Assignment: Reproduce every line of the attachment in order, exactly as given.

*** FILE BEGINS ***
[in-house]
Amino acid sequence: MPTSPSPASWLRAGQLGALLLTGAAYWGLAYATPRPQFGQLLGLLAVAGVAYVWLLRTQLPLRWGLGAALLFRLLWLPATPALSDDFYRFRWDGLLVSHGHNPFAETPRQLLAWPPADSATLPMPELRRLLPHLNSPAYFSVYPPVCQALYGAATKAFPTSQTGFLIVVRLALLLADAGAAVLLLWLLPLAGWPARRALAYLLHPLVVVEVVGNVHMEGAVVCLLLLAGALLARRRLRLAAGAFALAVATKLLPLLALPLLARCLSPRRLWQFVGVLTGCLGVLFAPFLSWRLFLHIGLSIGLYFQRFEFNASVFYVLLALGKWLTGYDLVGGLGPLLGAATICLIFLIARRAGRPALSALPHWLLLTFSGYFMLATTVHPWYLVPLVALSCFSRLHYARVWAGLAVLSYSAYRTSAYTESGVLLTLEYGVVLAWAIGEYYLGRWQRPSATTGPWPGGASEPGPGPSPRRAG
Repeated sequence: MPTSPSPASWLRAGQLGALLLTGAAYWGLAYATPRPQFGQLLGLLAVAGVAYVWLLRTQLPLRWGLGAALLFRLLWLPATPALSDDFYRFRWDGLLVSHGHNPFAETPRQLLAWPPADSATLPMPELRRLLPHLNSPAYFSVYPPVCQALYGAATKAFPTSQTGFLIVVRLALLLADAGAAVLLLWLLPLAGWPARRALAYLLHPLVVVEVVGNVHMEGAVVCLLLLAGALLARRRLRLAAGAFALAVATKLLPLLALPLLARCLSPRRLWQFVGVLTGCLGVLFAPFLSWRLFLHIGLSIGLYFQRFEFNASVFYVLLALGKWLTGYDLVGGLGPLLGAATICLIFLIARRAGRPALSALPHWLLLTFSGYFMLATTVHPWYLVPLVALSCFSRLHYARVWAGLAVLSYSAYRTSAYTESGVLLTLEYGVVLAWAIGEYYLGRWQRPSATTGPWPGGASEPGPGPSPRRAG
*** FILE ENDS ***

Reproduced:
[in-house]
Amino acid sequence: MPTSPSPASWLRAGQLGALLLTGAAYWGLAYATPRPQFGQLLGLLAVAGVAYVWLLRTQLPLRWGLGAALLFRLLWLPATPALSDDFYRFRWDGLLVSHGHNPFAETPRQLLAWPPADSATLPMPELRRLLPHLNSPAYFSVYPPVCQALYGAATKAFPTSQTGFLIVVRLALLLADAGAAVLLLWLLPLAGWPARRALAYLLHPLVVVEVVGNVHMEGAVVCLLLLAGALLARRRLRLAAGAFALAVATKLLPLLALPLLARCLSPRRLWQFVGVLTGCLGVLFAPFLSWRLFLHIGLSIGLYFQRFEFNASVFYVLLALGKWLTGYDLVGGLGPLLGAATICLIFLIARRAGRPALSALPHWLLLTFSGYFMLATTVHPWYLVPLVALSCFSRLHYARVWAGLAVLSYSAYRTSAYTESGVLLTLEYGVVLAWAIGEYYLGRWQRPSATTGPWPGGASEPGPGPSPRRAG
Repeated sequence: MPTSPSPASWLRAGQLGALLLTGAAYWGLAYATPRPQFGQLLGLLAVAGVAYVWLLRTQLPLRWGLGAALLFRLLWLPATPALSDDFYRFRWDGLLVSHGHNPFAETPRQLLAWPPADSATLPMPELRRLLPHLNSPAYFSVYPPVCQALYGAATKAFPTSQTGFLIVVRLALLLADAGAAVLLLWLLPLAGWPARRALAYLLHPLVVVEVVGNVHMEGAVVCLLLLAGALLARRRLRLAAGAFALAVATKLLPLLALPLLARCLSPRRLWQFVGVLTGCLGVLFAPFLSWRLFLHIGLSIGLYFQRFEFNASVFYVLLALGKWLTGYDLVGGLGPLLGAATICLIFLIARRAGRPALSALPHWLLLTFSGYFMLATTVHPWYLVPLVALSCFSRLHYARVWAGLAVLSYSAYRTSAYTESGVLLTLEYGVVLAWAIGEYYLGRWQRPSATTGPWPGGASEPGPGPSPRRAG